The Healthy Writer 

In his introduction to the episode, Mark announces that Findaway Voices is now an official sponsor. He shares his own experience with using Findaway Voices to create audiobooks and also his plans for some forthcoming projects.


In Mark's interview with Joanna, they talk about:

Monday, January 15, 2018

Virtual Talk/Presentation - Understanding the Business of Writing & Publishing

On Wednesday January 17, 2018 I will be leading a virtual talk/presentation called Understanding the Business of Writing & Publishing.

The virtual talk, which is free to Canadian Authors Association members (or costs $10 for non-members to attend), is being hosted by the Waterloo-Wellington Branch. (Now local to me since my January move to Waterloo from Hamilton)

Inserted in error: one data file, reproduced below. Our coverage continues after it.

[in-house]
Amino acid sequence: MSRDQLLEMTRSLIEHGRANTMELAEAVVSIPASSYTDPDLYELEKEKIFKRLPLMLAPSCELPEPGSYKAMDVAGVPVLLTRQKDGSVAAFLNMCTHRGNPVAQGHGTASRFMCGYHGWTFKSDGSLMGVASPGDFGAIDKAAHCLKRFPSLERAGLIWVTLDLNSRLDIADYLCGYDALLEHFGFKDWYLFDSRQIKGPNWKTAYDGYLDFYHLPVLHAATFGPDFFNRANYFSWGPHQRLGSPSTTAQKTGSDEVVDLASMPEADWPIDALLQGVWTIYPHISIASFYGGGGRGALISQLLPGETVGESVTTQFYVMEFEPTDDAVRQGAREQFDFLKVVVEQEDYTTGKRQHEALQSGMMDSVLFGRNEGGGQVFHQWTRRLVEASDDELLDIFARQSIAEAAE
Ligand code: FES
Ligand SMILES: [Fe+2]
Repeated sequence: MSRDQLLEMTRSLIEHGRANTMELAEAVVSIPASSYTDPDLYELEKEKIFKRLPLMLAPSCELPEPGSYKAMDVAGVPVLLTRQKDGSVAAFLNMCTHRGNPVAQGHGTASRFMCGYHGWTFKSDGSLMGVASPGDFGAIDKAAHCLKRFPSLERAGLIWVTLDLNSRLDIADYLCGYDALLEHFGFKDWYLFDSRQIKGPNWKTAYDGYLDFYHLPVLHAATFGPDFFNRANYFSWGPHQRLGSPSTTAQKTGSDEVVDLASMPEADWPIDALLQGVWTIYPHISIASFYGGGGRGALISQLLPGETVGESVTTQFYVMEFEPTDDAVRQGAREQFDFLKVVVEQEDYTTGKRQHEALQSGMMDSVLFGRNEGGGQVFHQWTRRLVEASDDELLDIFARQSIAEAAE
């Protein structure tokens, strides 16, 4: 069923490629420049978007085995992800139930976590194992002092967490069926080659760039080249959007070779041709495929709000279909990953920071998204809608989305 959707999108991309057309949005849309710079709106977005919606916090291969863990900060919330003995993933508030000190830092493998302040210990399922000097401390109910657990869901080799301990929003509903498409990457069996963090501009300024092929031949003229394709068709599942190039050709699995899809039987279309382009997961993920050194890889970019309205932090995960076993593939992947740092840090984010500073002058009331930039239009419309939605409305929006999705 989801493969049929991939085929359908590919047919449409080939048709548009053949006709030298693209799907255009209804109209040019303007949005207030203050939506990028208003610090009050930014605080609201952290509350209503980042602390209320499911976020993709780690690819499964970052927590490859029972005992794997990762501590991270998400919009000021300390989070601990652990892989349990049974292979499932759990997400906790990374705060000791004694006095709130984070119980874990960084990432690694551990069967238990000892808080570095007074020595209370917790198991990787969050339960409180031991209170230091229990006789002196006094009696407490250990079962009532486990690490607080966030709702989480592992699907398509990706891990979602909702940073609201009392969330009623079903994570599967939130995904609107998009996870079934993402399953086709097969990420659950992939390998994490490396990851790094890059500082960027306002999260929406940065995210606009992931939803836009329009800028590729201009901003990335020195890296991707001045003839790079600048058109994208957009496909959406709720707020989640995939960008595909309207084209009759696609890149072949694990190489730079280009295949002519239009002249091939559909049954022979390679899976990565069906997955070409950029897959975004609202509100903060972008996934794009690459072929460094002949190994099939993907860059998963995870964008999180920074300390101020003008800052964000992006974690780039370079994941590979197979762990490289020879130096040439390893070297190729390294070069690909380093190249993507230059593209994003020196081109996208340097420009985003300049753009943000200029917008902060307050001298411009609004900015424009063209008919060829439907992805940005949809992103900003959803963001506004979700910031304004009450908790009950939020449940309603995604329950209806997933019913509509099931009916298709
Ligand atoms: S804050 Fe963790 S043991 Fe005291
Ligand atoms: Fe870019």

The description for the 1.5 hour workshop is below, as is the registration link.

Monday, January 08, 2018

Year It Was, What a Beer It Was, It Was

So I recently posted my annual update of my previous year in beer. I use the Untappd app to track and rate the beers that I have in a year. I have been using Untappd since early April in 2013 and have checked in a total of 3,479 unique beers since then.

When explaining Untappd to my friends, I usually describe it like Goodreads for beer.

You can read the FULL post on my Spirits Untapped blog, but here are a few interesting highlights that I have pulled out.

Unique Beer Check-ins: 829
Unique Countries: 7
Unique Venues: 118
Unique Brewery Beers: 407
Top Style: IPA
Top Venues Included: The Winking Judge (no surprise there, our favourite haunt and it was right downstairs from where I used to live), Arabella Beer Park (our new favourite local beer spot to hang out in the KW area)